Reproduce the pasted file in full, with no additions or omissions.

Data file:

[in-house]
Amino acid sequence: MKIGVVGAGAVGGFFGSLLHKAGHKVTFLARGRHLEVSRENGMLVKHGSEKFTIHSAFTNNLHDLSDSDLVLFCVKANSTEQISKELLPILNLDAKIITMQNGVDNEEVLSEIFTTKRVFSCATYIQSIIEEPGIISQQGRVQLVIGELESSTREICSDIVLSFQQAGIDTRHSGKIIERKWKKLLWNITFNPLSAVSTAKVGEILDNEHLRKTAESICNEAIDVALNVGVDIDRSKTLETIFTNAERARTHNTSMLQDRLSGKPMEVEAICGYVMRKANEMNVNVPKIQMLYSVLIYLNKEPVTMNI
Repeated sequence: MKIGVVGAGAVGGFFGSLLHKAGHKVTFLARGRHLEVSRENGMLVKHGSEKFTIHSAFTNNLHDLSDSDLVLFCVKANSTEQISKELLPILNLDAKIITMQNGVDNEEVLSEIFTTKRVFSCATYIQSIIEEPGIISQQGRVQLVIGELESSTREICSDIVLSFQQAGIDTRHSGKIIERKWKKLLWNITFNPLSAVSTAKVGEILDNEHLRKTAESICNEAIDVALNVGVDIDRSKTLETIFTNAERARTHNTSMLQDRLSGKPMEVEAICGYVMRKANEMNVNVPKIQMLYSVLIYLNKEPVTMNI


[in-house]
Amino acid sequence: MKIGVVGAGAVGGFFGSLLHKAGHKVTFLARGRHLEVSRENGMLVKHGSEKFTIHSAFTNNLHDLSDSDLVLFCVKANSTEQISKELLPILNLDAKIITMQNGVDNEEVLSEIFTTKRVFSCATYIQSIIEEPGIISQQGRVQLVIGELESSTREICSDIVLSFQQAGIDTRHSGKIIERKWKKLLWNITFNPLSAVSTAKVGEILDNEHLRKTAESICNEAIDVALNVGVDIDRSKTLETIFTNAERARTHNTSMLQDRLSGKPMEVEAICGYVMRKANEMNVNVPKIQMLYSVLIYLNKEPVTMNI
Repeated sequence: MKIGVVGAGAVGGFFGSLLHKAGHKVTFLARGRHLEVSRENGMLVKHGSEKFTIHSAFTNNLHDLSDSDLVLFCVKANSTEQISKELLPILNLDAKIITMQNGVDNEEVLSEIFTTKRVFSCATYIQSIIEEPGIISQQGRVQLVIGELESSTREICSDIVLSFQQAGIDTRHSGKIIERKWKKLLWNITFNPLSAVSTAKVGEILDNEHLRKTAESICNEAIDVALNVGVDIDRSKTLETIFTNAERARTHNTSMLQDRLSGKPMEVEAICGYVMRKANEMNVNVPKIQMLYSVLIYLNKEPVTMNI